2 chicken bouillon cubes
Butter

Shred the potatoes and mix them with half of the lime juice and all of the orange juice. Season with brown sugar, the turmeric, a pinch of salt and pepper, a pinch of nutmeg and the parsley.

Cut the meat into bite size pieces. Melt the butter, sauté the onion and the tomatoes and add the chicken. Season with the rest of the nutmeg, salt and pepper, and the rest of the lime juice. Add four cups of water, the two chicken bouillon cubes, the corned beef and the tomato paste. Simmer for fifteen minutes, then set aside.

Butter an oven dish. Divide the shredded potatoes in two: layer the bottom of the dish with one half. Scoop the meat out of the pan and spread it over the potatoes, then cover with the rest of the potatoes.

Sprinkle some of the juices from the pan over the potatoes, and dot them with butter. Heat the oven to 350F and bake for an hour or until deep golden.



*Choose a mealy potato for this purpose. I personally prefer to shred the potatoes so there's still a bit of texture to it. Another version suggests boiling and mashing the potatoes first, and then adding in the juices and seasonings. Either way works great!

Sunday, April 7, 2013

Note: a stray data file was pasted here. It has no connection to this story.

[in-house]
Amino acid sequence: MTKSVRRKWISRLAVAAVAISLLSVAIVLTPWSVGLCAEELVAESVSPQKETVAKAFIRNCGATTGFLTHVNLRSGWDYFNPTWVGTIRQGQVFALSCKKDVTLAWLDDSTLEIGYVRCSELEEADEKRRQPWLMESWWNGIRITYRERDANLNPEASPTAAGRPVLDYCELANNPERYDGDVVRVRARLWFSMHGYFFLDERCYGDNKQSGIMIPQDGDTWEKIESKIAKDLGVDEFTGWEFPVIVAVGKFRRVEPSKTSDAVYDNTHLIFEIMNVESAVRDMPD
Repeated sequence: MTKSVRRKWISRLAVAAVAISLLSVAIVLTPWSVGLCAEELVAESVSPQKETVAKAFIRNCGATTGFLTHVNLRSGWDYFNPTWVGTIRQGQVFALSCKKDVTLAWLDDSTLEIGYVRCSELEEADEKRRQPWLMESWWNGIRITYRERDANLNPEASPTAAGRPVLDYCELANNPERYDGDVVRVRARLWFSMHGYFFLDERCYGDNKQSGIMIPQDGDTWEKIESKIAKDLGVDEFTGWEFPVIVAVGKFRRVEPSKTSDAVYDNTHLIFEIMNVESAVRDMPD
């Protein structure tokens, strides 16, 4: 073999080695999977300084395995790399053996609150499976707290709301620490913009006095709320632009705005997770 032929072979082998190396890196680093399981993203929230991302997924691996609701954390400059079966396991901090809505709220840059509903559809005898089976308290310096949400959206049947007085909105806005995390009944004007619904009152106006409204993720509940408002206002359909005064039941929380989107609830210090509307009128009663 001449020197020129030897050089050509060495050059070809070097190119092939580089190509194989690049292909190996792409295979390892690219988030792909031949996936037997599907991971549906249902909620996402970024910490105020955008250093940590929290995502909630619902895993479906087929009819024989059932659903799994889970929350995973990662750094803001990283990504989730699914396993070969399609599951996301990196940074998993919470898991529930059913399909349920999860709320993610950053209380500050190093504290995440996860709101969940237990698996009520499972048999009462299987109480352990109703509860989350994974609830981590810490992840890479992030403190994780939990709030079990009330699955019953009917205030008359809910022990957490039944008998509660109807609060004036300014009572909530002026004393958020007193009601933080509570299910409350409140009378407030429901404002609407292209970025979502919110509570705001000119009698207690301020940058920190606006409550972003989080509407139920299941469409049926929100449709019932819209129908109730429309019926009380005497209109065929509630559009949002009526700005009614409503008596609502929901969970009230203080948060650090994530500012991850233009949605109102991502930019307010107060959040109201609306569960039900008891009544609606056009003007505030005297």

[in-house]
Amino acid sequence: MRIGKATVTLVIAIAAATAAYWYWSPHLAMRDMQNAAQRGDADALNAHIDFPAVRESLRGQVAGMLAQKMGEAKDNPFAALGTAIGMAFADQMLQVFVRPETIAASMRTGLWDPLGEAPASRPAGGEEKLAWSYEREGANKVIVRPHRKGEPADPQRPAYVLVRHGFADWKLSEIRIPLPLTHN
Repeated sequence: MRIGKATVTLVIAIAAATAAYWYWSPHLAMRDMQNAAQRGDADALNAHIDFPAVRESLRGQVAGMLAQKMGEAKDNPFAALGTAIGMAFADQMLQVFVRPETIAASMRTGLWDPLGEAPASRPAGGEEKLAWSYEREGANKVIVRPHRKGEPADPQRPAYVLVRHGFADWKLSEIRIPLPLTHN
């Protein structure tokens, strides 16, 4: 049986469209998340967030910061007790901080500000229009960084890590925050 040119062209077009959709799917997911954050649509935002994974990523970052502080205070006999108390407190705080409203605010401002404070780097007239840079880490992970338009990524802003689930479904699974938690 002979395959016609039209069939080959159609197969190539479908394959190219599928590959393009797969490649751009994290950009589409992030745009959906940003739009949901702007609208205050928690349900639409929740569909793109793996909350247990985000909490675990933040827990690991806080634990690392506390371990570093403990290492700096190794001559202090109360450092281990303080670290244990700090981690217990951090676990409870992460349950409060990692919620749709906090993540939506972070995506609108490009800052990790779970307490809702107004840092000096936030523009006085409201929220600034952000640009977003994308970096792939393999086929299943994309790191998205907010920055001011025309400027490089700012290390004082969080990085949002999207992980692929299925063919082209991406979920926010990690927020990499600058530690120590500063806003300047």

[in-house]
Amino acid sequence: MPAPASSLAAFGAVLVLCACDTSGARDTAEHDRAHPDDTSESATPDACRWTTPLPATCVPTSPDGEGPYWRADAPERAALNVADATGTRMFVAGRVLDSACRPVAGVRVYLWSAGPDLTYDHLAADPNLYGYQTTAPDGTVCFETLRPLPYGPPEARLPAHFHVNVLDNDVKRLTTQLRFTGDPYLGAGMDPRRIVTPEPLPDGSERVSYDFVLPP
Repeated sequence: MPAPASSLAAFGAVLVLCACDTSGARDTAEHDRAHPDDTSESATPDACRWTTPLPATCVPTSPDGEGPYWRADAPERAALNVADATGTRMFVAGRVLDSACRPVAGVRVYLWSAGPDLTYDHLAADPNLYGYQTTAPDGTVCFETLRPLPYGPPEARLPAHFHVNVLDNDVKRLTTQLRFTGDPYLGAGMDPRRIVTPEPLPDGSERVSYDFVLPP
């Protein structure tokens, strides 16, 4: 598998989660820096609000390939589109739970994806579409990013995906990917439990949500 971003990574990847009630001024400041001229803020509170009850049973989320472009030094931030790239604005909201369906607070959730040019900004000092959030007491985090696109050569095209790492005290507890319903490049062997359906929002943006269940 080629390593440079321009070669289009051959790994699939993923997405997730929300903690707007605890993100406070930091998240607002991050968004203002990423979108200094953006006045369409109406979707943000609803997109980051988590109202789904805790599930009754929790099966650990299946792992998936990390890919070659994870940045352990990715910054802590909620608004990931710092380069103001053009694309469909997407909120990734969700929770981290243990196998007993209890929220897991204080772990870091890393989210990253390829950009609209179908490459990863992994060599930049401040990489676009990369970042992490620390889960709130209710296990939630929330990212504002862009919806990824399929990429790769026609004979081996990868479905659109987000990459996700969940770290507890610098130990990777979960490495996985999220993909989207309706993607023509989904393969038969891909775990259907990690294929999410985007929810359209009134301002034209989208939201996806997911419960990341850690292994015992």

Surinaamse Pindasoep

This article and recipes were first published in Dutch, the mag.

The city of Amsterdam is known for many things, and not in the least for its multicultural society. It is said that every nationality is represented in this city. And with each nationality comes food, often glorious, exciting and flavorful food!  

For several years I lived in an outside neighborhood of Amsterdam, on the one-a-last subway stop. It was close to the Bijlmermeer, an area known for the large concentration of Surinamese people.  Many moved to The Netherlands after Suriname achieved independence from the Dutch in 1975, and brought with them a colorful culture, and a vast array of culinary treasures.  Amsterdam alone counts over 200 Surinamese eateries, where one can enjoy these exciting dishes. Almost one in six inhabitants of the city has Suriname heritage and there are almost as many Surinamese people living in The Netherlands as there are in Suriname.

The Dutch first arrived in Suriname, a country on the east coast of South America, in the early 1600s. They traded New Amsterdam with the British for this fairly new and booming location with its rich soil and started plantations. These plantations relied on African slaves to grow the sugar cane, coffee, cotton and coffee. After slavery was abolished in 1863, and most slaves left the plantations, the Dutch brought in workers from other colonies and areas like Indonesia, India and in smaller amounts from China and the Middle East. The variety of cultural backgrounds that each brought with them, and a preference for certain foods, influenced the local cuisine heavily. The Surinamese cuisine nowadays is a beautiful and exciting melting pot.